In this context, sustaining Rohingya for an indefinite period isn't a plausible prospect for Bangladesh, as funding from the donors is poised to decline further in the future, thus putting more strains on Bangladesh's economy to solely fend for Rohingya.
Besides, the memories of gruesome persecution of the Rohingyas – coupled with their deplorable living condition, meager resources and chronic unemployment – has made Rohinyas distinctly prone to crimes and arguably enhances their susceptibility to radicalism. This has profound ramifications for the Cox's bazar region, which has been historically plagued by crimes, drug-trafficking and illicit trade.
Experts contend that the plunge in the funds will further exacerbate the perils of human trafficking, gang violence, drug-related crimes, domestic violence and early marriage, and will expose the Rohingya youths to the impulses of radicalism. Averting this consequence will require ensuring proper education and involving the Rohingya community in income-generating activities.
In the context of their prolonged deprivation in the camp, severed from their ancestral habitation, a spontaneous movement has recently gained traction among Rohingyas – termed as "Go-Home Movement" – which indicates Rohingya's heightened awareness and aspiration for a sustainable and dignified repatriation.
Thus, in the context of dwindling international funding and withering attention for the Rohingya refugee crisis, only two options might mold international response in resolving the crisis – either, to further enhance support for the Rohingya in order to ensure the community safe and dignified life in the camp, or to mobilise international pressure in a manner to compel the Myanmar authorities in ensuring conducive condition for the repatriation of refugee, in accordance with zeitgeist of "Go-Home Movement".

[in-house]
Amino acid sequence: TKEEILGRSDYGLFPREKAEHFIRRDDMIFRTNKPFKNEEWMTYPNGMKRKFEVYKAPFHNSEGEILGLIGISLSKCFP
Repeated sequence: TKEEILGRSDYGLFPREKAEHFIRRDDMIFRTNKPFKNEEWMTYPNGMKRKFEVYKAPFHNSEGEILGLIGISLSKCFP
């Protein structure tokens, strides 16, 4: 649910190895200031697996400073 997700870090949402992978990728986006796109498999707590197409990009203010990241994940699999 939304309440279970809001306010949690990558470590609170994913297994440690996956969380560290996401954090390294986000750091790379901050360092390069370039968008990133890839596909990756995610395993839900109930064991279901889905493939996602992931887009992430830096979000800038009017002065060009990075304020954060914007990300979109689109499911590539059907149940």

However, the first option is not sustainable, given the sheer number of Rohingyas currently inhabiting Bangladesh, which is one of the most populated countries of the world and plagued by its own sets of challenges. Besides, the "Do No Harm" principle, one of the cornerstone norms underpinning international refugee governance, will be transgressed, as prolonged fostering of the refugees at the cost of host population will evidently elicit dissatisfaction from the host community. And this might sharpen the rifts between the refugee and the host communities.
Besides, the protracted crisis will deteriorate the security situation in the region. In this context, the second option – which entails swift international action in pressurising the Myanmar government – is more prudent and will yield sustainable solutions to the crisis.
At a time when the funds for the Rohingyas are dwindling, and when the international community has grown evidently disinterested in safeguarding the community, the sustainable course of action that the international community should undertake is the safe and dignified repatriation of the Rohingyas through international mechanisms. This will eliminate one of the pressing refugee crises of the world. If the world community however fails to resolve the crisis, the grievances and dissatisfaction among the new generation of the refugee community will pester, making them uniquely exposed to crime and radical overtures, thus destabilising the whole region.
The author is an international affairs researcher, currently affiliated with the Central Foundation for International and Strategic Studies (CFISS). His research interests include South Asian Security, Regionalism and Political Economy.